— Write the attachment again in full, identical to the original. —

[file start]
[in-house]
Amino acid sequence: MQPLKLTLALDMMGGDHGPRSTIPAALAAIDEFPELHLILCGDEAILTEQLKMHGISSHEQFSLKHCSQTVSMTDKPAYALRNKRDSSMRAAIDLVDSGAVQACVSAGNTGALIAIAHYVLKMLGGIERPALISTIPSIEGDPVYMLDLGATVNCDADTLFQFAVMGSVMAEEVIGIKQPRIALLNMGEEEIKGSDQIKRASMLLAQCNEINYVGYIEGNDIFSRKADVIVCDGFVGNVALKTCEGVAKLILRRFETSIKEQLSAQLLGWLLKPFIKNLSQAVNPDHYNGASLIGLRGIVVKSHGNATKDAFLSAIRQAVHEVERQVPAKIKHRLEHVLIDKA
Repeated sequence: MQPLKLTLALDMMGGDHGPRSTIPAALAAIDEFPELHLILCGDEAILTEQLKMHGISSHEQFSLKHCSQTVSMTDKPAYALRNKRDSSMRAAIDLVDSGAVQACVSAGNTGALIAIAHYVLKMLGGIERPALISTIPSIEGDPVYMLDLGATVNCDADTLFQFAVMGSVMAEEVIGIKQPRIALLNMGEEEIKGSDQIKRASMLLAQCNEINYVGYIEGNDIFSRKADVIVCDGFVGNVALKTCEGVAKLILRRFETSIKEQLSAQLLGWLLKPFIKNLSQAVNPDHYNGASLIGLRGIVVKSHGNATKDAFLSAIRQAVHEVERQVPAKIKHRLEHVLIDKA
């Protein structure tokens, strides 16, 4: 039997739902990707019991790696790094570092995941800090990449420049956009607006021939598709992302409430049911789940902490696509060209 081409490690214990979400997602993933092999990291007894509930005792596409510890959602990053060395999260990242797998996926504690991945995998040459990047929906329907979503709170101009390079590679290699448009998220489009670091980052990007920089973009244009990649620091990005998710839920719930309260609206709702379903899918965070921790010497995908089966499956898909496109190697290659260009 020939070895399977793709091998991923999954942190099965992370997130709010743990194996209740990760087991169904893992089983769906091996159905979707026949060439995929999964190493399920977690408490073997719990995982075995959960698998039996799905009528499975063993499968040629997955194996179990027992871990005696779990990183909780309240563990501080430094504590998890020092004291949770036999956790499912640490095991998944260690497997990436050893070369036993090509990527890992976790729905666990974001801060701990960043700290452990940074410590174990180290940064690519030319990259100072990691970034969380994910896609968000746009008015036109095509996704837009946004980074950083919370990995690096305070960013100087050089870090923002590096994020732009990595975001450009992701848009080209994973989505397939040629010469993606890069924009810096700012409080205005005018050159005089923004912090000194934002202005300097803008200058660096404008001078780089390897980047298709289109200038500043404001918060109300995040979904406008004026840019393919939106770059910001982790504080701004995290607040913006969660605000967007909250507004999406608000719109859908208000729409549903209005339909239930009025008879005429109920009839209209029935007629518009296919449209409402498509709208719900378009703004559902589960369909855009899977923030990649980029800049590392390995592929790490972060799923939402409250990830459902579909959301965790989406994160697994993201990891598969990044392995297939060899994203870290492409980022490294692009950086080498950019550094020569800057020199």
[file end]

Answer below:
[in-house]
Amino acid sequence: MQPLKLTLALDMMGGDHGPRSTIPAALAAIDEFPELHLILCGDEAILTEQLKMHGISSHEQFSLKHCSQTVSMTDKPAYALRNKRDSSMRAAIDLVDSGAVQACVSAGNTGALIAIAHYVLKMLGGIERPALISTIPSIEGDPVYMLDLGATVNCDADTLFQFAVMGSVMAEEVIGIKQPRIALLNMGEEEIKGSDQIKRASMLLAQCNEINYVGYIEGNDIFSRKADVIVCDGFVGNVALKTCEGVAKLILRRFETSIKEQLSAQLLGWLLKPFIKNLSQAVNPDHYNGASLIGLRGIVVKSHGNATKDAFLSAIRQAVHEVERQVPAKIKHRLEHVLIDKA
Repeated sequence: MQPLKLTLALDMMGGDHGPRSTIPAALAAIDEFPELHLILCGDEAILTEQLKMHGISSHEQFSLKHCSQTVSMTDKPAYALRNKRDSSMRAAIDLVDSGAVQACVSAGNTGALIAIAHYVLKMLGGIERPALISTIPSIEGDPVYMLDLGATVNCDADTLFQFAVMGSVMAEEVIGIKQPRIALLNMGEEEIKGSDQIKRASMLLAQCNEINYVGYIEGNDIFSRKADVIVCDGFVGNVALKTCEGVAKLILRRFETSIKEQLSAQLLGWLLKPFIKNLSQAVNPDHYNGASLIGLRGIVVKSHGNATKDAFLSAIRQAVHEVERQVPAKIKHRLEHVLIDKA
């Protein structure tokens, strides 16, 4: 039997739902990707019991790696790094570092995941800090990449420049956009607006021939598709992302409430049911789940902490696509060209 081409490690214990979400997602993933092999990291007894509930005792596409510890959602990053060395999260990242797998996926504690991945995998040459990047929906329907979503709170101009390079590679290699448009998220489009670091980052990007920089973009244009990649620091990005998710839920719930309260609206709702379903899918965070921790010497995908089966499956898909496109190697290659260009 020939070895399977793709091998991923999954942190099965992370997130709010743990194996209740990760087991169904893992089983769906091996159905979707026949060439995929999964190493399920977690408490073997719990995982075995959960698998039996799905009528499975063993499968040629997955194996179990027992871990005696779990990183909780309240563990501080430094504590998890020092004291949770036999956790499912640490095991998944260690497997990436050893070369036993090509990527890992976790729905666990974001801060701990960043700290452990940074410590174990180290940064690519030319990259100072990691970034969380994910896609968000746009008015036109095509996704837009946004980074950083919370990995690096305070960013100087050089870090923002590096994020732009990595975001450009992701848009080209994973989505397939040629010469993606890069924009810096700012409080205005005018050159005089923004912090000194934002202005300097803008200058660096404008001078780089390897980047298709289109200038500043404001918060109300995040979904406008004026840019393919939106770059910001982790504080701004995290607040913006969660605000967007909250507004999406608000719109859908208000729409549903209005339909239930009025008879005429109920009839209209029935007629518009296919449209409402498509709208719900378009703004559902589960369909855009899977923030990649980029800049590392390995592929790490972060799923939402409250990830459902579909959301965790989406994160697994993201990891598969990044392995297939060899994203870290492409980022490294692009950086080498950019550094020569800057020199």